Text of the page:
Things continued to improve as I began exploring the new Izakaya menu. Dishes such as tempura fried shishito peppers ($7) were crunchy on the outside, soft and sweet on the inside, and every so often, armed with a spicy assault on the senses. The tempura calamari rings ($9) intermingle with rounds of crispy fried, piquant jalapeno; and a pile of sweet and sticky chicken wings ($7) came with a zippy lemon based aioli. All three are perfect to share over a crisp lager like Sapporo ($9 for 600 ml) or the rice brewed Koshihikari Echigo ($9 for 500 ml) from Ichiban's full bar.

An asparagus salad ($8) was delicious enough to forgo any debates over authenticity. It included a perfectly poached egg atop a couple fistfuls of thin, grilled asparagus, and was finished with cherry tomatoes and a miso vinaigrette.

Even the larger Izakaya plates are ideally suited to sharing. The whole deep fried Utah catfish ($16) turned heads as the behemoth fish advanced to our table. But with no side dish, it's better served for a group than a standalone dish. The fish and chips ($13) presentation — tumbling out of a Chinese take out box — was a bit puzzling, but the tempura fried cod was exceptionally good.

The menu also includes a respectable Kobe beef ($22) dish, served with buttery roasted mushrooms.

The menu featured several other dishes that I would like to sample another day—ribs in black bean sauce, steamed pork buns with five spice and hamachi kama. Every item had me more amped up than most of the offerings on the happy hour and generic rolls menu.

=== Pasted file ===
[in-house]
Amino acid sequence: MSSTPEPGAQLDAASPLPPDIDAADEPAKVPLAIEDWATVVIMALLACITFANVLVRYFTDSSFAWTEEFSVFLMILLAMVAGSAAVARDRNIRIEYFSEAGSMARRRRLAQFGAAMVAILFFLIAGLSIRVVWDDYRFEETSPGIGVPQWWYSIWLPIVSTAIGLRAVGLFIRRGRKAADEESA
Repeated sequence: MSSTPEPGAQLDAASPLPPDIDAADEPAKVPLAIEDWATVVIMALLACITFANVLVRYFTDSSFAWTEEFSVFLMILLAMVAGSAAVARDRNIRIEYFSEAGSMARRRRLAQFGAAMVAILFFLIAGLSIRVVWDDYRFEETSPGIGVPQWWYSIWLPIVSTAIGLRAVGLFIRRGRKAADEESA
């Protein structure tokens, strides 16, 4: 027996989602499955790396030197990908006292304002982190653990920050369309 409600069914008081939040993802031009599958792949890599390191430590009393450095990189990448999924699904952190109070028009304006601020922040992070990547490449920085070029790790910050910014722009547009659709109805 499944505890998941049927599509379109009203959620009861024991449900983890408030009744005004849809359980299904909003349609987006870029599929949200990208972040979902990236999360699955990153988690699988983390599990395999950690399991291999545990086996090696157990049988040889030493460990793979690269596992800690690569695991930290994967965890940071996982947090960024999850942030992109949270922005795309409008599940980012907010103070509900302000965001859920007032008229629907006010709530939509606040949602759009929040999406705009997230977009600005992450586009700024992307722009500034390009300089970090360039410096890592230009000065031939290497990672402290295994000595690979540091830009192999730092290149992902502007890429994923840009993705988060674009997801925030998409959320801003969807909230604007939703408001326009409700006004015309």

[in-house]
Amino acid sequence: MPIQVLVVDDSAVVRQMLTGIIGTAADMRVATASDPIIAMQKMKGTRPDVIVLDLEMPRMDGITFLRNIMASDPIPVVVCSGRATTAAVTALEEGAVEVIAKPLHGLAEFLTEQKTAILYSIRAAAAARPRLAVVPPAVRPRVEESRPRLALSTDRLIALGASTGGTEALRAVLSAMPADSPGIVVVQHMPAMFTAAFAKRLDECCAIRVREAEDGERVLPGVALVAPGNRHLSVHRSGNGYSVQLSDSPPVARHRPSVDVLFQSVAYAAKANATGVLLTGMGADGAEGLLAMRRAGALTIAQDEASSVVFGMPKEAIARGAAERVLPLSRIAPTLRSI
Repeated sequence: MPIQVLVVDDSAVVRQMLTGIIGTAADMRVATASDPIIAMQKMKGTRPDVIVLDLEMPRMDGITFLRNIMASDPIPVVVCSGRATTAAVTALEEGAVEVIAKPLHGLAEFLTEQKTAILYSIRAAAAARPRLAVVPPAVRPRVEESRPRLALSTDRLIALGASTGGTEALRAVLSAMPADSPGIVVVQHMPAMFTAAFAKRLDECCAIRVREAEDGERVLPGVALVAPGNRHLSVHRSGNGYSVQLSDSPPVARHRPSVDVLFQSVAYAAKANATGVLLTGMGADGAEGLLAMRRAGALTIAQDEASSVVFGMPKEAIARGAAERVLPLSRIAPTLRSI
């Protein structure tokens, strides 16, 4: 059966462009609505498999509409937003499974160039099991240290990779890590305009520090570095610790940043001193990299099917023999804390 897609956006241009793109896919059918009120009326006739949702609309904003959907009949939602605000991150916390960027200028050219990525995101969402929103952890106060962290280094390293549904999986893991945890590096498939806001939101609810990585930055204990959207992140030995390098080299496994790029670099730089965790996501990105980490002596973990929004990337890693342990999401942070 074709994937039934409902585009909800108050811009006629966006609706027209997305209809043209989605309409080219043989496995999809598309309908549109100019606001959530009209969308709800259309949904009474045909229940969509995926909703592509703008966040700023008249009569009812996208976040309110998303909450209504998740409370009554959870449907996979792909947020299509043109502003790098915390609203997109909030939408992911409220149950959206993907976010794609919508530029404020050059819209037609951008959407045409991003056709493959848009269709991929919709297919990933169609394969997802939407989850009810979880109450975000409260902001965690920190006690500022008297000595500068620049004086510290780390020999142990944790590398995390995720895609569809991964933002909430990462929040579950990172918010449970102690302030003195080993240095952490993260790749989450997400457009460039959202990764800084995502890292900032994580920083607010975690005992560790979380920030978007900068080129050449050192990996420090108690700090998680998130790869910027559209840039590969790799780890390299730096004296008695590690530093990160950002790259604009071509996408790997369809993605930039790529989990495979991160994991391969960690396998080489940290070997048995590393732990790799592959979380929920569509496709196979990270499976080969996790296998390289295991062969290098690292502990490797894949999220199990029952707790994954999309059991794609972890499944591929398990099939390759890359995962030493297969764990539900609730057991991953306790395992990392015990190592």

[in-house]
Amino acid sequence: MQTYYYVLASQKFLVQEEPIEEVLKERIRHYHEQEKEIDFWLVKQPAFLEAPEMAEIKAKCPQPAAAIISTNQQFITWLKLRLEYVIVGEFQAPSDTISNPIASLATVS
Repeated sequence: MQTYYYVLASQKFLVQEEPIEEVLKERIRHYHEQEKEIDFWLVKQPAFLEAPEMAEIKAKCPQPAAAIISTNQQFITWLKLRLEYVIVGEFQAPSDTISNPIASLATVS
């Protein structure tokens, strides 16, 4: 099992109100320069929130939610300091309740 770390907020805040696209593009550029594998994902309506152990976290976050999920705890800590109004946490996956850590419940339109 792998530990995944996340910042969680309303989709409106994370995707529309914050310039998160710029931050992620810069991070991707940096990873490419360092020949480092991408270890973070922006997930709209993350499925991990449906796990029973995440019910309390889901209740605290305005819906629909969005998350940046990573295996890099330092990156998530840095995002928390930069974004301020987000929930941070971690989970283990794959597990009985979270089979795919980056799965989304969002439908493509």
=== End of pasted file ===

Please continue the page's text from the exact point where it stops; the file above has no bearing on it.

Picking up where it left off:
Ichiban feels like a restaurant in transition. There are ostensibly three menus vying for a diners attention, and the clutter (80+ items at times) makes finding the gems tricky. With the Izakaya menu, the restaurant has a genuine chance to differentiate itself from its competitors.

With a sensibly pared down sushi menu supporting the interesting new pub fare, who knows, the impressive space might still be going head to head with the myriad of newcomers for a few more decades.

features@sltrib.com —


Ichiban Sushi

Food • HH

Mood • HH

Service • HH

Noise • bb

One of downtown Salt Lake City's older Japanese restaurants shakes things up with new staff and menu. The new Izakaya menu — think Japanese pub food — offers something unique.

Location • 336 S. 400 East, Salt Lake City; 801-532-7522

Online • ichibanutah.com

Hours • Sunday-Thursday, 5 to 10 p.m.; Friday-Saturday, 5 to 11 p.m.

Children's menu • No

Prices • $$

Liquor • Full bar

Reservations • No

Takeout • Yes

Wheelchair access • No

Outdoor dining • Yes

On-site parking • Yes

Credit cards • All major






Reader comments on sltrib.com are the opinions of the writer, not The Salt Lake Tribune. We will delete comments containing obscenities, personal attacks and inappropriate or offensive remarks. Flagrant or repeat violators will be banned. If you see an objectionable comment, please alert us by clicking the arrow on the upper right side of the comment and selecting "Flag comment as inappropriate". If you've recently registered with Disqus or aren't seeing your comments immediately, you may need to verify your email address. To do so, visit disqus.com/account.
See more about comments here.
comments powered by Disqus